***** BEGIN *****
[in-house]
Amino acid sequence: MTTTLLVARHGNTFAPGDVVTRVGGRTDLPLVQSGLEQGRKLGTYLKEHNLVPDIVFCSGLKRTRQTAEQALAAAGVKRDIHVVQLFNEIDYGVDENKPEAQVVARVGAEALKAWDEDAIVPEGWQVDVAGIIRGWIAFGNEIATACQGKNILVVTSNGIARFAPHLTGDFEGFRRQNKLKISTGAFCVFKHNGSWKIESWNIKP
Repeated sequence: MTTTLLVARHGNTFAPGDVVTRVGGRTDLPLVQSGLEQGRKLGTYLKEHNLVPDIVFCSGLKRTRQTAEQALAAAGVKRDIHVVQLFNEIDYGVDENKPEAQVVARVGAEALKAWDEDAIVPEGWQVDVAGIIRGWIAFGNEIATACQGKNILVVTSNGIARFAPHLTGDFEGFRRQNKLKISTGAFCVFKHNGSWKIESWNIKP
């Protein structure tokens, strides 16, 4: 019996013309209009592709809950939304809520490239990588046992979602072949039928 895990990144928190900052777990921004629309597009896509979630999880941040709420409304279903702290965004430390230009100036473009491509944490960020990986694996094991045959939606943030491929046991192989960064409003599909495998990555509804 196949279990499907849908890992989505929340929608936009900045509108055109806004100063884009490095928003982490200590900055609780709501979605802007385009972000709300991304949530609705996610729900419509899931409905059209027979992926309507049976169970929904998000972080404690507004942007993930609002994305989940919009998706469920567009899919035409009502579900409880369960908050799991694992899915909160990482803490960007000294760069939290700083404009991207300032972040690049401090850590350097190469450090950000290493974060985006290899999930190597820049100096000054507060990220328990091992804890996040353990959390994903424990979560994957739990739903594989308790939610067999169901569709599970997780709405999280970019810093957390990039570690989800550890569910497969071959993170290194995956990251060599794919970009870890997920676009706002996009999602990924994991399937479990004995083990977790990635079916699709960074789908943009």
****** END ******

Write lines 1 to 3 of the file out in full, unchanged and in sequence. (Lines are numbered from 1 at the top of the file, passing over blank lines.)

[in-house]
Amino acid sequence: MTTTLLVARHGNTFAPGDVVTRVGGRTDLPLVQSGLEQGRKLGTYLKEHNLVPDIVFCSGLKRTRQTAEQALAAAGVKRDIHVVQLFNEIDYGVDENKPEAQVVARVGAEALKAWDEDAIVPEGWQVDVAGIIRGWIAFGNEIATACQGKNILVVTSNGIARFAPHLTGDFEGFRRQNKLKISTGAFCVFKHNGSWKIESWNIKP
Repeated sequence: MTTTLLVARHGNTFAPGDVVTRVGGRTDLPLVQSGLEQGRKLGTYLKEHNLVPDIVFCSGLKRTRQTAEQALAAAGVKRDIHVVQLFNEIDYGVDENKPEAQVVARVGAEALKAWDEDAIVPEGWQVDVAGIIRGWIAFGNEIATACQGKNILVVTSNGIARFAPHLTGDFEGFRRQNKLKISTGAFCVFKHNGSWKIESWNIKP